Brian Zumhagen has been a weekend anchor at WNYC since 2003. His career in journalism started in 1993, with an internship in the press office of the German Green Party’s parliamentary delegation. Brian went on to spend the rest of the ‘90s working as a reporter, producer, and fill-in anchor at NPR member station KQED in San Francisco. He’s returned to Germany several times over the years for reporting projects. Most recently, he won a grant from the Arthur F. Burns Fellowship to produce radio features for the 20th anniversary of the fall of the Berlin Wall. Before coming to WNYC, Brian was a frequent contributor to PRI’s The World. He reported for the program on 9/11 and served as the show’s United Nations correspondent during the run-up to the Iraq war. Brian lives in Queens with his wife and children.
Protesters Try to Retrieve Items Confiscated from Zuccotti Park
Wednesday, November 16, 2011
Anti-Wall Street protesters tried to reclaim their confiscated items from the Department of Sanitation on Wednesday, a day after 26 truckloads of sleeping bags, tents, books and other belongings were taken by police during an overnight sweep of Zuccotti Park.
The first person to arrive at the Department of Sanitation garage on 56th Street and the West Side Highway on Wednesday was Betsy Fagin, who helped run the makeshift library at Zuccotti Park that she claimed included more than 5,000 books.
"I'm here to collect the books and also the personal belongings of all the librarians," she said. "We'd like our tents, and our bags, our computers, and notebooks. As much as we can get back, we want back."
Fagin later told WNYC that many books remain unaccounted for, and most of the books that were in the garage were damaged from being hauled away in garbage trucks. She said she plans to go back over the next two days to look for more.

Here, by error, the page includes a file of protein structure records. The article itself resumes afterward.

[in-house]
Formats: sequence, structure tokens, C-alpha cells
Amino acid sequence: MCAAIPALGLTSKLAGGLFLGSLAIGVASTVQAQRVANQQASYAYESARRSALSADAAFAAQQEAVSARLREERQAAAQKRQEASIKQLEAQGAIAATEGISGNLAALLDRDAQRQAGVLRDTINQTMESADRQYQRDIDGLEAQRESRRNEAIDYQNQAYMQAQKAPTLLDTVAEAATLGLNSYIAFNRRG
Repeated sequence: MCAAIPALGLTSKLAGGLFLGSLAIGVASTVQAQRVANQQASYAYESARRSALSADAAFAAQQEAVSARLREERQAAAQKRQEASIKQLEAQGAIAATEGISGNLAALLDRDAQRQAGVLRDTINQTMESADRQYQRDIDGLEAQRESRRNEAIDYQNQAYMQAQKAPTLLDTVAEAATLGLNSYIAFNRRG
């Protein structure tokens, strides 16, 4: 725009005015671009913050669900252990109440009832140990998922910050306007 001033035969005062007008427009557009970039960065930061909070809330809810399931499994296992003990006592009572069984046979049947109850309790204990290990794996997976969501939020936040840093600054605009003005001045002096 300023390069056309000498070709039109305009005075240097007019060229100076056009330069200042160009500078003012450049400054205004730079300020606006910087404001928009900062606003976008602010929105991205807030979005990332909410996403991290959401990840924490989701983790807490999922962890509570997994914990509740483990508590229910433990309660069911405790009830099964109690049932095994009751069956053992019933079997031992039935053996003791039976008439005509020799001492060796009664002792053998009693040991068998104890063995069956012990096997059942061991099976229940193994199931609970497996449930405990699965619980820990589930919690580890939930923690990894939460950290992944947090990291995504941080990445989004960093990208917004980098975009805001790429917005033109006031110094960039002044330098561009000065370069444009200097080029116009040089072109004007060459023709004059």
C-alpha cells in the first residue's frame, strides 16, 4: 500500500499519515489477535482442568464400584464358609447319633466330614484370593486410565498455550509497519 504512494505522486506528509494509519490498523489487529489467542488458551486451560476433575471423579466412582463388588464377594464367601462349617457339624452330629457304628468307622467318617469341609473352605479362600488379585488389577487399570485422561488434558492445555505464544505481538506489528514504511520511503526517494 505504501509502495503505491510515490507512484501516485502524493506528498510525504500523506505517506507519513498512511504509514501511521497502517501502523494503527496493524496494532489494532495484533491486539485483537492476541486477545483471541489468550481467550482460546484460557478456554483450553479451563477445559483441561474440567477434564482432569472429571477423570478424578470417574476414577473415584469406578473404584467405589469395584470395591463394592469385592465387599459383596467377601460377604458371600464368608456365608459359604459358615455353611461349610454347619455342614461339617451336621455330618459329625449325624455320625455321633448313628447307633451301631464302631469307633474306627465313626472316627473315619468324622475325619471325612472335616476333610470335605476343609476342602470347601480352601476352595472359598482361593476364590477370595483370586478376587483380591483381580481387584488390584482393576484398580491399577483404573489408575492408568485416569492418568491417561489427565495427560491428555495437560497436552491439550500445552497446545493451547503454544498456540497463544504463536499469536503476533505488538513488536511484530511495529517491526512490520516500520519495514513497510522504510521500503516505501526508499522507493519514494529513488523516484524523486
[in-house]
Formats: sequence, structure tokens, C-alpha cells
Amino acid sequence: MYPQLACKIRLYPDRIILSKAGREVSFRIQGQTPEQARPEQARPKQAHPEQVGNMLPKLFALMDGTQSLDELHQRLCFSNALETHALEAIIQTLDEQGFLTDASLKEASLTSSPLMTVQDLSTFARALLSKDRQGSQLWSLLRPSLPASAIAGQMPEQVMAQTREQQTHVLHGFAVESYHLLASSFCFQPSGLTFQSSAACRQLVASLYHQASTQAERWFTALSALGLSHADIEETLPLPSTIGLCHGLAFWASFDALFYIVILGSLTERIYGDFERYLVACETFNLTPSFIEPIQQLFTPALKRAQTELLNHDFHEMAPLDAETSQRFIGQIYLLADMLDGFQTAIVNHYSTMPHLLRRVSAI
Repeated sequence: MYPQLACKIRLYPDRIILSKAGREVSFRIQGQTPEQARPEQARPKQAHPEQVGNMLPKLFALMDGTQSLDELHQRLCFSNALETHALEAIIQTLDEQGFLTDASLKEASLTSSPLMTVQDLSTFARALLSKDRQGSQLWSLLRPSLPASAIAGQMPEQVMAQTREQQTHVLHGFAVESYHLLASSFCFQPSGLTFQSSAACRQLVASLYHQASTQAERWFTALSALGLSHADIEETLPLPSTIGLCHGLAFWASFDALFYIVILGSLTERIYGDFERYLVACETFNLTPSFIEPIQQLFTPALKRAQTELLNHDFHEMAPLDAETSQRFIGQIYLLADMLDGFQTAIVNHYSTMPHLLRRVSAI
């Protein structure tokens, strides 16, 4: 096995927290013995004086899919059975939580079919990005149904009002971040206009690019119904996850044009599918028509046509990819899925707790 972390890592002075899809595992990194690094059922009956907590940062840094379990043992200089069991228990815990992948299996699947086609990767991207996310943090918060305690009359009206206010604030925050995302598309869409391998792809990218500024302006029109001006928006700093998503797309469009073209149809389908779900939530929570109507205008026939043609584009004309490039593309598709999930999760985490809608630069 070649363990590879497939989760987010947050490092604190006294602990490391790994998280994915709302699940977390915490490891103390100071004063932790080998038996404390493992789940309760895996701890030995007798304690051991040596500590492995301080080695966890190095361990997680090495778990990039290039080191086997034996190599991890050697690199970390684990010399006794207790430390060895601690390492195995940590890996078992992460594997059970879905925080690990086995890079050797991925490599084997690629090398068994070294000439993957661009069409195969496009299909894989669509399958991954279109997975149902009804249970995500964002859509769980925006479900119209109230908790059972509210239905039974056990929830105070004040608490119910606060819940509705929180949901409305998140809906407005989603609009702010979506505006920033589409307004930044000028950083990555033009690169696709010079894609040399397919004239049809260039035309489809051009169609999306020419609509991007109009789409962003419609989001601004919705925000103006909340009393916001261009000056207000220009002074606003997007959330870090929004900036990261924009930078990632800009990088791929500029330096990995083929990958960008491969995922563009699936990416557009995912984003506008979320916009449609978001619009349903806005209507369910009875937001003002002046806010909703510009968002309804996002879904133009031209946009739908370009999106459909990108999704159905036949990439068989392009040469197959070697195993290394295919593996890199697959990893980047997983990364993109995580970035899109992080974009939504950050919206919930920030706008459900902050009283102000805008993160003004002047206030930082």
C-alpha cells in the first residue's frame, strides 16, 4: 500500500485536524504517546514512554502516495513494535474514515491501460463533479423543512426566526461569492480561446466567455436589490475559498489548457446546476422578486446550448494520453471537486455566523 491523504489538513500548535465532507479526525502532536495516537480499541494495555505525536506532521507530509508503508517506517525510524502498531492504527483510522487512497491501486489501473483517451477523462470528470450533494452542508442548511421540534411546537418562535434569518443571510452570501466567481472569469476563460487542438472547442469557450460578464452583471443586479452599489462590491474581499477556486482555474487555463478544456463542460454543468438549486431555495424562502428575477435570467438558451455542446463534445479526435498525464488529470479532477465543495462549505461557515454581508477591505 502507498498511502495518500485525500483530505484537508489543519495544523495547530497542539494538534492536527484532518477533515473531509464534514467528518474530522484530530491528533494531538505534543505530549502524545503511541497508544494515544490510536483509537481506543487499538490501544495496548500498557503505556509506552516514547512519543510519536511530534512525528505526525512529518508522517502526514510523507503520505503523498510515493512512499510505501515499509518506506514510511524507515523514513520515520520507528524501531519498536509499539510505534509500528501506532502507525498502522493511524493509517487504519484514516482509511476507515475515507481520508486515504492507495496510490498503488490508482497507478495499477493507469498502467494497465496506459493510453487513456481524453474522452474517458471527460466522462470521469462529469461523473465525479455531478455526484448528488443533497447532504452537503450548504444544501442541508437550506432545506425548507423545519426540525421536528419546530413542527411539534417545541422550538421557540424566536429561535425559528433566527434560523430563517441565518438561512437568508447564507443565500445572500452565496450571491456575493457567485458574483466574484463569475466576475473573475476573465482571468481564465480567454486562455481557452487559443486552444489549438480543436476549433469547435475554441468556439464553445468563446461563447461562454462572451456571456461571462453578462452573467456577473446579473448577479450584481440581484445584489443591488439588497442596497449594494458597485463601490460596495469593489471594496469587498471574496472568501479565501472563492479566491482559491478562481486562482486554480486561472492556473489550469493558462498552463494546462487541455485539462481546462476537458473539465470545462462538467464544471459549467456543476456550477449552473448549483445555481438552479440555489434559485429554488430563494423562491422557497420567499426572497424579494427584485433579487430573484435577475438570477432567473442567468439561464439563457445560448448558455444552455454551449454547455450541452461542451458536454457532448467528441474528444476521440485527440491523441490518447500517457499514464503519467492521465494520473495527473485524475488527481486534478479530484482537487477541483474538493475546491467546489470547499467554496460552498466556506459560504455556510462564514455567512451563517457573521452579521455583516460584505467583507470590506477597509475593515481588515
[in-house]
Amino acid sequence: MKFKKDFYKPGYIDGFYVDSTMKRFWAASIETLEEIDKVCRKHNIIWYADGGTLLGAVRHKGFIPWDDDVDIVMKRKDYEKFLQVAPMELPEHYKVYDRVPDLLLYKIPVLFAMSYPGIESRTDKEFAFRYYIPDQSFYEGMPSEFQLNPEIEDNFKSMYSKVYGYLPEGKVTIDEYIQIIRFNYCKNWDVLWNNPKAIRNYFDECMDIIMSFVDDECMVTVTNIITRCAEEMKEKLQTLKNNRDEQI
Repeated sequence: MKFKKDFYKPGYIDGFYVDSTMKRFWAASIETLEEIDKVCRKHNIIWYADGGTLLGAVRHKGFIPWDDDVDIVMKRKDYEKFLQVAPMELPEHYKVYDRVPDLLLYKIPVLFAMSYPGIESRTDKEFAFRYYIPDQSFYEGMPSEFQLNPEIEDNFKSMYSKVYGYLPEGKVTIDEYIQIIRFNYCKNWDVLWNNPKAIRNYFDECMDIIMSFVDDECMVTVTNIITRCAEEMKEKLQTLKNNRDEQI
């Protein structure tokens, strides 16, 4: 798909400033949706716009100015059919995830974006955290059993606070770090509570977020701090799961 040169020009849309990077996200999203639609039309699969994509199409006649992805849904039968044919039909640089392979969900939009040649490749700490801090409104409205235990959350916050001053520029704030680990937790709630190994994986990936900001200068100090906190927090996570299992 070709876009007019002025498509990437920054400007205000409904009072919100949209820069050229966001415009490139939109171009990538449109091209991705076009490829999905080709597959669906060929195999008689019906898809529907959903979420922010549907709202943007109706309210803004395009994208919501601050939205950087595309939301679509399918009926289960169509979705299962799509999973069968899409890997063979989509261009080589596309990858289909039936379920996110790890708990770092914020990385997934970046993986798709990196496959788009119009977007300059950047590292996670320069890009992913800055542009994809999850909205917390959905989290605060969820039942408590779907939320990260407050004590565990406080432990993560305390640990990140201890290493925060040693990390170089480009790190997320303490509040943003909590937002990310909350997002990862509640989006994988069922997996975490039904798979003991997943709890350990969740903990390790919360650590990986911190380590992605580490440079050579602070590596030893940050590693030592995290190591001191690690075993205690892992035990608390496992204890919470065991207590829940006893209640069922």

About 58 people came to retrieve their belongings on Wednesday and 29 left with items, according to the Department of Sanitation.
The NYPD entered Zuccotti Park early Tuesday morning and told protesters they would have to vacate the park — and that they could not re-enter with them sleeping bags, tarps or tents when they returned. There were 151 sanitation workers involved in the sweep, the department said.
The raid was the third in as many days for a major American city after police broke up camps Sunday in Portland, Ore, and Monday in Oakland, Calif.
Elijah Moses and Tommy Fox, who belong to a drumming group called Pulse, stood in line and filled out an itemized list of the instruments they had kept at Zuccotti Park. When they came out of the sanitation garage, they were agitated.
(Photo: Drumming group "Pulse" founder Elijah Moses (right) and group manager Tommy Fox try to itemize confiscated drums. Brian Zumhagen/WNYC.)
"We only got like two drums out of 15," Tommy Fox said.
Elijah Moses added, "There's at least about $500, $600 worth of equipment that's still inside."
The drummers said they planned to come back Thursday and on Friday, if necessary. Sanitation officials said some people may have to visit the garage more than once because crews are still sifting though all the items.
The facility is open from 8 a.m. until 4 p.m. through Friday to protesters who have ID and can produce some kind of proof of ownership.
If an item cannot be found or is damaged, demonstrators will have to file a claim with the city comptroller's office. Officials said they plan to wait until the end of Friday to decide what to do with any items that remain unclaimed.